Historiana and the teaching of historical thinking skills

As we all know, teaching history involves much more than just telling ‘a story’. Even telling a story is not just that. It starts with the choice of language we use, what we include and leave out, the perspective we use when presenting events, and what narrative approach we choose: do we start from the end and or the beginning? Some of the best historians are also good story tellers, incorporating in their narratives historical concepts such as change and continuity, cause and consequence, perspectives and historical significance. They base their historical narratives on primary and secondary sources, assessing their usefulness and reliability with regards to a given research topic. When selecting their sources, historians focus on the author or origin of the sources they use, their purpose, the context in which they were produced, whether they can be corroborated, and they apply close reading skills focusing on language, tone, symbolism or other elements. All these are then the basis for historical reasoning: coming up with a conclusion which is evidence-based rather than based on a gut feeling. 

Apart from being part of history teaching, historical thinking skills are transferable skills and are more than ever useful when our students read information on social media or are exposed to AI generated content. 

In our history classes, we focus on exactly these points when we teach our students how to think and reason historically. Teaching these skills can be challenging both for teachers and students. Finding source materials and activities which focus on these skills can be very time consuming. Accessing source materials which is copy-right free can be a great challenge.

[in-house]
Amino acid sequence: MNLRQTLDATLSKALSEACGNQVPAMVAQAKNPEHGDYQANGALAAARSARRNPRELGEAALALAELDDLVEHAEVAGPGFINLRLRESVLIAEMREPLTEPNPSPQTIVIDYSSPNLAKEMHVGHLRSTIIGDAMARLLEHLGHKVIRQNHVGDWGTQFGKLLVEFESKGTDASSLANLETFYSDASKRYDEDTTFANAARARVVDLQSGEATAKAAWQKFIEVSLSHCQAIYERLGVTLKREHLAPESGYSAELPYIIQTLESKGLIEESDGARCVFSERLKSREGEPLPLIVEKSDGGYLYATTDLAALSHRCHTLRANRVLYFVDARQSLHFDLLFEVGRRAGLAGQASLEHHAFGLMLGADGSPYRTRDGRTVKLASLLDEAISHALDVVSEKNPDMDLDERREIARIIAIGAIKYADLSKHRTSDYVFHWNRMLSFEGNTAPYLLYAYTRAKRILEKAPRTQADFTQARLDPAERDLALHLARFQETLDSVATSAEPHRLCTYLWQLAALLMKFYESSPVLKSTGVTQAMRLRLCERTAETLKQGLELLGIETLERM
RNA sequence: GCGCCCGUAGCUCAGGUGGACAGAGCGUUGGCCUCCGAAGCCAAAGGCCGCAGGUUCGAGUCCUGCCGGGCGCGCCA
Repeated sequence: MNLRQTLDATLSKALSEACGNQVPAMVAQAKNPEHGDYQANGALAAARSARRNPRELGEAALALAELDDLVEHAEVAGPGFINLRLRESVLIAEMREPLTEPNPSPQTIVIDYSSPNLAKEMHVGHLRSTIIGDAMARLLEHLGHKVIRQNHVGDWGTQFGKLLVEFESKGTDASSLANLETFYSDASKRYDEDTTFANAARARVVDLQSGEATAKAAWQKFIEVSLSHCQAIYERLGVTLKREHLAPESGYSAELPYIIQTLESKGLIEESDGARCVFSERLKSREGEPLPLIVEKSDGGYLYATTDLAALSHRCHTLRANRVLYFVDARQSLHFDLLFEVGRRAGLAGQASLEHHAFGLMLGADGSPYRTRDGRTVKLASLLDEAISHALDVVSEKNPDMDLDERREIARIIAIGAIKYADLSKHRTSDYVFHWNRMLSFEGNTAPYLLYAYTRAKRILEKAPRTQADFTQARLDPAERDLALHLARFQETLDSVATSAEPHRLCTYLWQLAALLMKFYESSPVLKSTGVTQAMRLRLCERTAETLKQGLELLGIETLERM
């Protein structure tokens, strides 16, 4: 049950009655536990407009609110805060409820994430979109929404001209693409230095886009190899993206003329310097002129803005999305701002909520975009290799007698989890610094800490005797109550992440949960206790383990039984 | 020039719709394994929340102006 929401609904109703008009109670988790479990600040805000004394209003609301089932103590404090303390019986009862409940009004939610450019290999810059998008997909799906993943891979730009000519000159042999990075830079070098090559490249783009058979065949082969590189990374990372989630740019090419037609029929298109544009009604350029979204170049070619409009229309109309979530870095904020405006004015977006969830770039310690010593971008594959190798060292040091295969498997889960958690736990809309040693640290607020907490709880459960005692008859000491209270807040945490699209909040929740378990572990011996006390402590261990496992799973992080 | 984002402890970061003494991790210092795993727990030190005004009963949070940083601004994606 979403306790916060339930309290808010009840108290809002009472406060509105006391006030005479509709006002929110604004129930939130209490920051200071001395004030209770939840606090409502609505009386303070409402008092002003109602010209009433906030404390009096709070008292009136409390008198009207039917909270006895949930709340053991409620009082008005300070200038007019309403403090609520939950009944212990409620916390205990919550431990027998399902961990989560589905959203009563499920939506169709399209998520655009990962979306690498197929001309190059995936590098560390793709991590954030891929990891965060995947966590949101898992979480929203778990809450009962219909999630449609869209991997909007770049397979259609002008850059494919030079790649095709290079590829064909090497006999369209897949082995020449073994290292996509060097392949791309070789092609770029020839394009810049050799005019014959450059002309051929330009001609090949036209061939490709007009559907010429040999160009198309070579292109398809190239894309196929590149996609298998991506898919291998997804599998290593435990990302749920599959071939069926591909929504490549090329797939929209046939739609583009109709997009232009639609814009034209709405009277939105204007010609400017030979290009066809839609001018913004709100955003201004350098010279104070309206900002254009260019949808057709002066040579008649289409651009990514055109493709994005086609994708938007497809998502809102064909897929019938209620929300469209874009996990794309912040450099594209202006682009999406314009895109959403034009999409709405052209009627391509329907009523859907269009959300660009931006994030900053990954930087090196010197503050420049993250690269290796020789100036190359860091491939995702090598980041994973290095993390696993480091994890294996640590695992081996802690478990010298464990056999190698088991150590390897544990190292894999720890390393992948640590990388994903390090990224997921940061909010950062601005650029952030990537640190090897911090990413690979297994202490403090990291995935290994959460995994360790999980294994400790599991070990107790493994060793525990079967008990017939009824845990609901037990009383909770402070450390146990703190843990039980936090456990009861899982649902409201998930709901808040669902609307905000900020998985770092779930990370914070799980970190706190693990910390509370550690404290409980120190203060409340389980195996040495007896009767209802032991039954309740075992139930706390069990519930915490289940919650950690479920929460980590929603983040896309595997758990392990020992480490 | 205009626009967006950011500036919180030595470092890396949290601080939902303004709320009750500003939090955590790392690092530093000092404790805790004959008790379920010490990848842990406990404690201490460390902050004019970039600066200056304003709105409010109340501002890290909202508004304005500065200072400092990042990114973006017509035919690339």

Historiana has a large number of activities that emphasize historical thinking skills. Here are a few examples (the underlined passages indicate the link to historical thinking skills):

  1. How does knowledge help us to use a source as evidence? – Applying knowledge to evaluate what a political cartoon can reveal about World War I in 1915

    At the end of this activity, students will be able to explain what a political cartoon source reveals about World War 1 in 1915. They will study the source closely and match events of 1915 from a timeline to particular aspects of the cartoon. By doing this, they will be applying knowledge to use the cartoon as evidence for the war in 1915. They will see that the cartoonist has been selective in what he/she has chosen to include. They will discuss the perspective of the cartoonist on the events of his/her time and how this perspective was shaped. As a plenary activity, they will persuade an author that this political cartoon should be included in a textbook.

  1. How similar are the images of the enemy in political cartoons during WWII?- Comparing and contrasting political cartoons to evaluate the image of the enemy

    Students will work in groups. They will study, analyse and compare the sources to draw conclusions about similarities and differences in the way the enemy was represented. By comparing and contrasting the sources they will better understand different perspectives in history. Additionally, students will evaluate historical sources to decide how the sources answer the question ‘How can the value of sources be evaluated?’

  1. Storming the Winter Palace – Fact and Fiction. – What did the storming of the Winter Palace in 1917 actually look like?

    Based on the example of the storming of the Winter Palace in St.-Petersburg (Russia) in 1917, students are confronted with their insufficiently critical view of historical source material. This is followed by an analysis of the degree of objectivity of a number of sources. Based on this, students also learn directly that different sources can tell different stories about the same topic.

The above examples highlight how different learning activities and teaching approaches can encourage students to think historically and come up with evidence-based conclusions on the topics they are studying.